Author(s): Faulkner KG, Roberts LA, McClung MR
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Abstract Many studies have shown the high correlation between Lunar and Hologic DXA bone mineral density (BMD) measurements despite differences in absolute calibration. However, in clinical practice, raw BMD values (in g/cm2) are not normally used for assessing skeletal status and fracture risk. Instead, the BMD values are expressed in terms of the number of standard deviations above or below the young normal value (commonly referred to as the T-score). If the normative populations of the various systems are consistent, the standard deviation scores should also be consistent. For this reason, the World Health Organization (WHO) recently established diagnostic criteria for osteoporosis based on T-scores and not BMD. However, few studies have compared the instruments in terms of their standard deviation scores. In this study, we used linear regression to compare T-scores in 83 women at L1-4 and 120 women at the femoral neck obtained on a Lunar DPX and a Hologic QDR-1000/W system. patient BMD and T-score measurements were highly correlated between the two systems (r > 0.95). No clinically significant difference in L1-4 T-scores was seen (less than 0.1 SD). However, linear regression analysis confirmed a systematic difference of 0.9 SD between the femoral neck T-scores. This discrepancy is caused by: (1) differences in the normal populations, and (2) differences in statistical models used to determine the young normal mean and standard deviation. In an attempt to correct the discrepancy, the female young normal mean and standard deviation were recalculated for the femoral neck using published epidemiological data from NHANES and existing DXA cross-calibration equations. The Hologic young normal value (mean +/- SD) was redefined as 0.85 +/- 0.11 g/cm2, while the Lunar value was redefined as 1.00 +/- 0.11 g/cm2. When the femoral neck T-scores for the study population were recalculated on the basis of these new values, the results were equivalent between manufactures, effectively eliminating the discrepancy. However, the revised values should be confirmed by additional measurements in young normal adults.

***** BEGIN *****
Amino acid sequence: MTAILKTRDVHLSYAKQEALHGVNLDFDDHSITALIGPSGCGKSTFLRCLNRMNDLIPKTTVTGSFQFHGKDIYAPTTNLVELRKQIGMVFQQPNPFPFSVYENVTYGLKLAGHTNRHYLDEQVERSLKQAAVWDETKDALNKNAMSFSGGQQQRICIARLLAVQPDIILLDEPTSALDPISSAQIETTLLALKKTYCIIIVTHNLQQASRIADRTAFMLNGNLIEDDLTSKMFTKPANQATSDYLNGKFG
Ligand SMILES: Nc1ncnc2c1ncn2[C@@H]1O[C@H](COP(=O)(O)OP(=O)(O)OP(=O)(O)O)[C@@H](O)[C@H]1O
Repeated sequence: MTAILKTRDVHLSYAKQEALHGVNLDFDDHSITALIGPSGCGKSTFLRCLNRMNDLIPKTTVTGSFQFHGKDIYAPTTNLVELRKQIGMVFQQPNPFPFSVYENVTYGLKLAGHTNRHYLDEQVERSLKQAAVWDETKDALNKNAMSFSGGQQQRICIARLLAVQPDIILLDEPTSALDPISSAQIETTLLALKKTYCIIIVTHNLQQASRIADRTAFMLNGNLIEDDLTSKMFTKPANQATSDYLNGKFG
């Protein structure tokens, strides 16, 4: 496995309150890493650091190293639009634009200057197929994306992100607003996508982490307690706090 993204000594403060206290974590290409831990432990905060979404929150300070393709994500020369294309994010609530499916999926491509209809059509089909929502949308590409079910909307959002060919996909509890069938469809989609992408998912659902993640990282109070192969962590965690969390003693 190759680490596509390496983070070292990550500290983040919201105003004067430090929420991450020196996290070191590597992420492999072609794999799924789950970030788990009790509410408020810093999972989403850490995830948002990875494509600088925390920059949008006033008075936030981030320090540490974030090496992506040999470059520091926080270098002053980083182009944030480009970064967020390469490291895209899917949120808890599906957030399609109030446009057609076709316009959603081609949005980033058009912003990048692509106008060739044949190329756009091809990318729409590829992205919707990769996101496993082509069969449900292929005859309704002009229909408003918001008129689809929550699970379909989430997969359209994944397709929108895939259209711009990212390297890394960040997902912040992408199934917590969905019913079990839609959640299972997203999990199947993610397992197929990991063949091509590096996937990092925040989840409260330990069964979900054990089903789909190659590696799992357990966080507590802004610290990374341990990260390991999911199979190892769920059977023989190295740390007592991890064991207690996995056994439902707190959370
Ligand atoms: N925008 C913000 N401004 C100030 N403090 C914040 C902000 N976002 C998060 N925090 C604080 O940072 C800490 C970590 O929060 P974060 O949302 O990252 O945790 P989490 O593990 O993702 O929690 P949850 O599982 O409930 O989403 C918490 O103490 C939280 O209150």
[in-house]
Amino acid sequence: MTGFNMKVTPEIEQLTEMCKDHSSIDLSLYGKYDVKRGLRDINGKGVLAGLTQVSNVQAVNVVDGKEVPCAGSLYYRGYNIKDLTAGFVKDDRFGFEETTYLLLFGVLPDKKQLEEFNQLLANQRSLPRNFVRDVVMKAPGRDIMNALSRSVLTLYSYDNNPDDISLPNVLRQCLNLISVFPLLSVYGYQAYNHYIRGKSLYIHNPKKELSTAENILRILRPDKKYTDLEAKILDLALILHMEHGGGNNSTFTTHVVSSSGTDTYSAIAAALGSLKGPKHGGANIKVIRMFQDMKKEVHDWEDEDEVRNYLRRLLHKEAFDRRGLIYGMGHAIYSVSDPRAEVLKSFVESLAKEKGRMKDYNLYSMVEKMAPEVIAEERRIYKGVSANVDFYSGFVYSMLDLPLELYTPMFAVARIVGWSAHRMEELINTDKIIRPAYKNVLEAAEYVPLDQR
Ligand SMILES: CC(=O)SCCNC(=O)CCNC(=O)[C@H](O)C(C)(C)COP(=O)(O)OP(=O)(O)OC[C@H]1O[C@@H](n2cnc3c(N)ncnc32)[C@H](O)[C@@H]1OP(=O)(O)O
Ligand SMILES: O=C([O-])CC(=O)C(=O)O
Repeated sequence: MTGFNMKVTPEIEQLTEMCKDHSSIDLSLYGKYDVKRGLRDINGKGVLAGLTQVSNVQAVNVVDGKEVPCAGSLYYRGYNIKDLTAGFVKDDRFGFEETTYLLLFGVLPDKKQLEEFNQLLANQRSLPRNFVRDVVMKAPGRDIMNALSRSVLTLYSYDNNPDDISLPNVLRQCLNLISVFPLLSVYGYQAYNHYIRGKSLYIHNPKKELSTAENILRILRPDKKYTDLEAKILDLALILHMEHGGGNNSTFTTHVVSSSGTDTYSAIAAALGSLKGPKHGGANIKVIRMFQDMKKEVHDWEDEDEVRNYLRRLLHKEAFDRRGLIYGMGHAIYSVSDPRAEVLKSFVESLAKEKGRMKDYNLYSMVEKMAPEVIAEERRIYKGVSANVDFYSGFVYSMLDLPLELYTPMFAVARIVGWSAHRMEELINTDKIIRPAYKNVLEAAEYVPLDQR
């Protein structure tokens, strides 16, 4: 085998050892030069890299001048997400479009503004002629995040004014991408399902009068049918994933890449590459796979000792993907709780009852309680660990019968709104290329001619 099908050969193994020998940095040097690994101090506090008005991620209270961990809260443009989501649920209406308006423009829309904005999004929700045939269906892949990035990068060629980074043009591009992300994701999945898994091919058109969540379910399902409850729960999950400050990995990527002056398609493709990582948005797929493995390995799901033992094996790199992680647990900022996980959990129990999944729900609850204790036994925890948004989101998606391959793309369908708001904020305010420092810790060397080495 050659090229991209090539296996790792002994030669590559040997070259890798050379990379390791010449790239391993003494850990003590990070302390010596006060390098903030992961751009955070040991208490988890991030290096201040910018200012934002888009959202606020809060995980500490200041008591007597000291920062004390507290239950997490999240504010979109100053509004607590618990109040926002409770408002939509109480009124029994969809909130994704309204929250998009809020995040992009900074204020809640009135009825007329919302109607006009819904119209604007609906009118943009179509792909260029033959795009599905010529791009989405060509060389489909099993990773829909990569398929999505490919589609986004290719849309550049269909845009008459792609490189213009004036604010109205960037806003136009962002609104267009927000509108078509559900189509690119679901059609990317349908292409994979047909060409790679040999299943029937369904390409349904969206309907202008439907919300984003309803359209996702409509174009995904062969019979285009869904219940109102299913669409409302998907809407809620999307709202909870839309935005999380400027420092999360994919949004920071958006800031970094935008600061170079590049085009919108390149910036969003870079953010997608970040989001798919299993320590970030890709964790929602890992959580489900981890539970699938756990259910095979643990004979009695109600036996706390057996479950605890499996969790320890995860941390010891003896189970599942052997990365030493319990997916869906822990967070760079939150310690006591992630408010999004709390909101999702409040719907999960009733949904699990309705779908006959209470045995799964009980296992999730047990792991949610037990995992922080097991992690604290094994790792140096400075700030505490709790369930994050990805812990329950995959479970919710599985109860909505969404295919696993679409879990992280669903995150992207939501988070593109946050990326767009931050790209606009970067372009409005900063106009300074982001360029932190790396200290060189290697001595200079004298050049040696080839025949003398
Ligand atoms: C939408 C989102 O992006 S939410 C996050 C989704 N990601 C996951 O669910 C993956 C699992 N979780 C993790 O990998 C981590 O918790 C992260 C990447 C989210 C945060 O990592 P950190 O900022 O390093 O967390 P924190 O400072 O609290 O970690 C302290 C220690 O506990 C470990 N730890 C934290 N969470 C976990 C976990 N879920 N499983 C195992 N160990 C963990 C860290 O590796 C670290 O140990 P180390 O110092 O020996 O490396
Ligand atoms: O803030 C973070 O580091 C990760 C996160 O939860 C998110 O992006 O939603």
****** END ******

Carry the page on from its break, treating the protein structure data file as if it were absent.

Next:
This article was published in Osteoporos Int
and referenced in Journal of Proteomics & Bioinformatics